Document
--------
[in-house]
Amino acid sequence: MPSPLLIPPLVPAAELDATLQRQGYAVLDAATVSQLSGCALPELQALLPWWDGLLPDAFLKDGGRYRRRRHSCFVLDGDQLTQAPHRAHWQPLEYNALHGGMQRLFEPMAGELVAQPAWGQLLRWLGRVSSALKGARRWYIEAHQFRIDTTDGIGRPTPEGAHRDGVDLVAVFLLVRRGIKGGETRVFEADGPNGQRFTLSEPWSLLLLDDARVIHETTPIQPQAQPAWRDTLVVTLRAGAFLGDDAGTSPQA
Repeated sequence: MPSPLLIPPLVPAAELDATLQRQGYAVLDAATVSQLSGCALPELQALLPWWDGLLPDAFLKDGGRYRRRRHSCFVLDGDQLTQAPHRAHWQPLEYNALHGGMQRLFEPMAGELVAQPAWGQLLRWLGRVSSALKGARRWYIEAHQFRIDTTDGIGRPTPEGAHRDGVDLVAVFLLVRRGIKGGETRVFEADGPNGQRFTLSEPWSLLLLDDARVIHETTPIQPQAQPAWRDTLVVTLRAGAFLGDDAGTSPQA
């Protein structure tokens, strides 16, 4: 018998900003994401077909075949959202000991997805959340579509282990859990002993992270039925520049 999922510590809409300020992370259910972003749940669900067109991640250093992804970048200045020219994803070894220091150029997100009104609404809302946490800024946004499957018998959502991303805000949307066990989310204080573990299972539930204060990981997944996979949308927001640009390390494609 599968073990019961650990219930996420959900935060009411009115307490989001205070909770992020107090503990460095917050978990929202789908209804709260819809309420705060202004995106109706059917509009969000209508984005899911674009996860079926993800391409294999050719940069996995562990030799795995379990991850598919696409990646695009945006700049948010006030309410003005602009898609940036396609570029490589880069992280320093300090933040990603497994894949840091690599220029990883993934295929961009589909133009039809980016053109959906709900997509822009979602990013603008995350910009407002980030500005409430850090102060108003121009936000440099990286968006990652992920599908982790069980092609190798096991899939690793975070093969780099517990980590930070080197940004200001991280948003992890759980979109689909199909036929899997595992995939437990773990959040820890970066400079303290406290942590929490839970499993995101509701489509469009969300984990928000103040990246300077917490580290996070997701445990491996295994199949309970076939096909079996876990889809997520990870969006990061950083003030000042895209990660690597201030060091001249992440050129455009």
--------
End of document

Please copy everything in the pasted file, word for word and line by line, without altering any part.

[in-house]
Amino acid sequence: MPSPLLIPPLVPAAELDATLQRQGYAVLDAATVSQLSGCALPELQALLPWWDGLLPDAFLKDGGRYRRRRHSCFVLDGDQLTQAPHRAHWQPLEYNALHGGMQRLFEPMAGELVAQPAWGQLLRWLGRVSSALKGARRWYIEAHQFRIDTTDGIGRPTPEGAHRDGVDLVAVFLLVRRGIKGGETRVFEADGPNGQRFTLSEPWSLLLLDDARVIHETTPIQPQAQPAWRDTLVVTLRAGAFLGDDAGTSPQA
Repeated sequence: MPSPLLIPPLVPAAELDATLQRQGYAVLDAATVSQLSGCALPELQALLPWWDGLLPDAFLKDGGRYRRRRHSCFVLDGDQLTQAPHRAHWQPLEYNALHGGMQRLFEPMAGELVAQPAWGQLLRWLGRVSSALKGARRWYIEAHQFRIDTTDGIGRPTPEGAHRDGVDLVAVFLLVRRGIKGGETRVFEADGPNGQRFTLSEPWSLLLLDDARVIHETTPIQPQAQPAWRDTLVVTLRAGAFLGDDAGTSPQA
């Protein structure tokens, strides 16, 4: 018998900003994401077909075949959202000991997805959340579509282990859990002993992270039925520049 999922510590809409300020992370259910972003749940669900067109991640250093992804970048200045020219994803070894220091150029997100009104609404809302946490800024946004499957018998959502991303805000949307066990989310204080573990299972539930204060990981997944996979949308927001640009390390494609 599968073990019961650990219930996420959900935060009411009115307490989001205070909770992020107090503990460095917050978990929202789908209804709260819809309420705060202004995106109706059917509009969000209508984005899911674009996860079926993800391409294999050719940069996995562990030799795995379990991850598919696409990646695009945006700049948010006030309410003005602009898609940036396609570029490589880069992280320093300090933040990603497994894949840091690599220029990883993934295929961009589909133009039809980016053109959906709900997509822009979602990013603008995350910009407002980030500005409430850090102060108003121009936000440099990286968006990652992920599908982790069980092609190798096991899939690793975070093969780099517990980590930070080197940004200001991280948003992890759980979109689909199909036929899997595992995939437990773990959040820890970066400079303290406290942590929490839970499993995101509701489509469009969300984990928000103040990246300077917490580290996070997701445990491996295994199949309970076939096909079996876990889809997520990870969006990061950083003030000042895209990660690597201030060091001249992440050129455009």